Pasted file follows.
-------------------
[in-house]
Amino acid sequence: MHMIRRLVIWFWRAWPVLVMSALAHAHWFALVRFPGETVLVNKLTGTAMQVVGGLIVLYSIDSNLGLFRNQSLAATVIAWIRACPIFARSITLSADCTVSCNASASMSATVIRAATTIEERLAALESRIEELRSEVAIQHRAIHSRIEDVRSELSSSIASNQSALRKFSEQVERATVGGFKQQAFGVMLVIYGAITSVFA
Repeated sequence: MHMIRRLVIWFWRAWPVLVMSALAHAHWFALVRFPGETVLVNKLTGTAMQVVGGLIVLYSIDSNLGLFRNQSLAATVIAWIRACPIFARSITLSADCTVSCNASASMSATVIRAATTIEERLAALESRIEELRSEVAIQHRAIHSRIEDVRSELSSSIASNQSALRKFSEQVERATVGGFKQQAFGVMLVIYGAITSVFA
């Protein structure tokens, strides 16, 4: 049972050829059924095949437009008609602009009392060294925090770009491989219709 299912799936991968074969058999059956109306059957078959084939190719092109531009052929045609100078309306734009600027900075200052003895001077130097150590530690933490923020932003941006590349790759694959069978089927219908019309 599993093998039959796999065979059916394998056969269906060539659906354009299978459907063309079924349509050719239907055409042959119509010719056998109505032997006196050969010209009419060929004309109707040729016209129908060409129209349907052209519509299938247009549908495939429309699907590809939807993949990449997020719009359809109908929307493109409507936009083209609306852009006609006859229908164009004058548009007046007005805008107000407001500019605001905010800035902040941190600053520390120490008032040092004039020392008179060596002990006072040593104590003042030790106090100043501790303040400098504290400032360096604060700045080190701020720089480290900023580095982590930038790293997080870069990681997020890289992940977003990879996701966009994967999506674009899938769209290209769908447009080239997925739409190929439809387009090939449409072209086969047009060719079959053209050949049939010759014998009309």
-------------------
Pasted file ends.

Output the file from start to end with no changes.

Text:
[in-house]
Amino acid sequence: MHMIRRLVIWFWRAWPVLVMSALAHAHWFALVRFPGETVLVNKLTGTAMQVVGGLIVLYSIDSNLGLFRNQSLAATVIAWIRACPIFARSITLSADCTVSCNASASMSATVIRAATTIEERLAALESRIEELRSEVAIQHRAIHSRIEDVRSELSSSIASNQSALRKFSEQVERATVGGFKQQAFGVMLVIYGAITSVFA
Repeated sequence: MHMIRRLVIWFWRAWPVLVMSALAHAHWFALVRFPGETVLVNKLTGTAMQVVGGLIVLYSIDSNLGLFRNQSLAATVIAWIRACPIFARSITLSADCTVSCNASASMSATVIRAATTIEERLAALESRIEELRSEVAIQHRAIHSRIEDVRSELSSSIASNQSALRKFSEQVERATVGGFKQQAFGVMLVIYGAITSVFA
């Protein structure tokens, strides 16, 4: 049972050829059924095949437009008609602009009392060294925090770009491989219709 299912799936991968074969058999059956109306059957078959084939190719092109531009052929045609100078309306734009600027900075200052003895001077130097150590530690933490923020932003941006590349790759694959069978089927219908019309 599993093998039959796999065979059916394998056969269906060539659906354009299978459907063309079924349509050719239907055409042959119509010719056998109505032997006196050969010209009419060929004309109707040729016209129908060409129209349907052209519509299938247009549908495939429309699907590809939807993949990449997020719009359809109908929307493109409507936009083209609306852009006609006859229908164009004058548009007046007005805008107000407001500019605001905010800035902040941190600053520390120490008032040092004039020392008179060596002990006072040593104590003042030790106090100043501790303040400098504290400032360096604060700045080190701020720089480290900023580095982590930038790293997080870069990681997020890289992940977003990879996701966009994967999506674009899938769209290209769908447009080239997925739409190929439809387009090939449409072209086969047009060719079959053209050949049939010759014998009309």